Question Video: Finding the Total Energy Output of a Device given Its Efficiency and Useful Energy Output | Nagwa Question Video: Finding the Total Energy Output of a Device given Its Efficiency and Useful Energy Output | Nagwa

Question Video: Finding the Total Energy Output of a Device given Its Efficiency and Useful Energy Output Physics

A laptop has an energy efficiency of 0.18. The laptop is used for 1 hour and during this time 88.6 kJ of energy is wasted in the form of heat and sound. How much energy was the laptop supplied with over this time? Give your answer to 3 significant figures.

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Video Transcript

A laptop has an energy efficiency of 0.18. The laptop is used for one hour and during this time 88.6 kilojoules of energy is wasted in the form of heat and sound. How much energy was the laptop supplied with over this time? Give your answer to three significant figures.

In this example, we have a laptop. And we’re told its energy efficiency is 0.18. We’ll represent this efficiency using a shorthand notation. Let’s call it a lowercase 𝑒. In this exercise, we want to know how much energy the laptop was supplied with over a one-hour interval, during which it wasted 88.6 kilojoules of energy. To get started on our solution, let’s recall the general equation for the efficiency of a device. A device’s efficiency is given as the ratio of its output, whether in joules of energy or watts of power or some other unit, to its input, in those same units.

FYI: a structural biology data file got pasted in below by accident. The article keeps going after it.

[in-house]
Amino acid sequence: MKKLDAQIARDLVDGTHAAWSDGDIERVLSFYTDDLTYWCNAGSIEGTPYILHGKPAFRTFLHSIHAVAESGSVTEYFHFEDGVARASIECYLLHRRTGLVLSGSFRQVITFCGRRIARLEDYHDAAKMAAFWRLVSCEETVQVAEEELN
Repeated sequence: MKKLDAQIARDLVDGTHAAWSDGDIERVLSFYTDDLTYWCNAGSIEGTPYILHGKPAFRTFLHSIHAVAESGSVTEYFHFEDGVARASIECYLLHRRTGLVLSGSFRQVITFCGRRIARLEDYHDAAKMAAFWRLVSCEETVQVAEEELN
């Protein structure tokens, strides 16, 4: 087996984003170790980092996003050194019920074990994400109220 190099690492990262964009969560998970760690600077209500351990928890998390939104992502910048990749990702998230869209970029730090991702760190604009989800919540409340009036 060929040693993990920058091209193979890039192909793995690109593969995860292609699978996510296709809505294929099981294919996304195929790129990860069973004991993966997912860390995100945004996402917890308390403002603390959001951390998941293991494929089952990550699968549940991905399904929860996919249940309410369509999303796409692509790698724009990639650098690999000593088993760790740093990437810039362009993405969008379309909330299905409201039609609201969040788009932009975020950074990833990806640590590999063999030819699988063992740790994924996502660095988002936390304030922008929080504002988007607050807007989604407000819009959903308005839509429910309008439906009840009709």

In the case of this laptop, our efficiency is given as 0.18. Which means that 0.18 is equal to the useful output of the laptop divided by its input, in this case energy. Interestingly, in our problem statement, we’re not told either our output, that is a useful power output, or the energy input to the laptop. In fact, that input energy is what we want to solve for. Even though we’re not told these values, we are told how much energy the laptop wastes over this time period. Over one hour, 88.6 kilojoules of energy was wasted due to heat and sound.

Now, this output, the numerator of our efficiency fraction, is related to the input as well as the energy wasted. Written as an equation, we can say that the energy input to the laptop is equal to the useful energy output plus the wasted energy. So we can rearrange this equation to solve for the useful energy output, in terms of the waste and the input. Subtracting the energy wasted from both sides of the equation, we find that the useful energy output from this laptop is equal to the energy input minus the wasted energy. Knowing this, we can then take this term, which is equal to output, and substitute it in for output in our efficiency equation.

When we take a look at this new expression for the laptop efficiency, we see it involves the quantity we want to solve for, the energy input, in terms of quantities we know, the efficiency and the energy waste. To solve for the total energy input, let’s multiply both sides of the equation by that value. When we do, that term cancels out from the right-hand side of the equation. And then, if we add the energy wasted to both sides of the equation and finally subtract 0.18 times the input from both sides, we find that the energy wasted is equal to the energy input multiplied by the quantity one minus 0.18. One minus 0.18 is equal 0.82. And if, as a last step, we divide both sides of the equation by this value, then we see that factor cancels on the right-hand side. And finally, we have an expression for the total energy input, what we want to solve for, in terms of the energy wasted.

At this point, we can use the fact that the energy wasted is 88.6 kilojoules and substitute that value in for waste in our equation. 88.6 kilojoules divided by 0.82 is equal, to three significant figures, to 108 kilojoules. That’s the amount of energy the laptop was supplied with over this one-hour interval.

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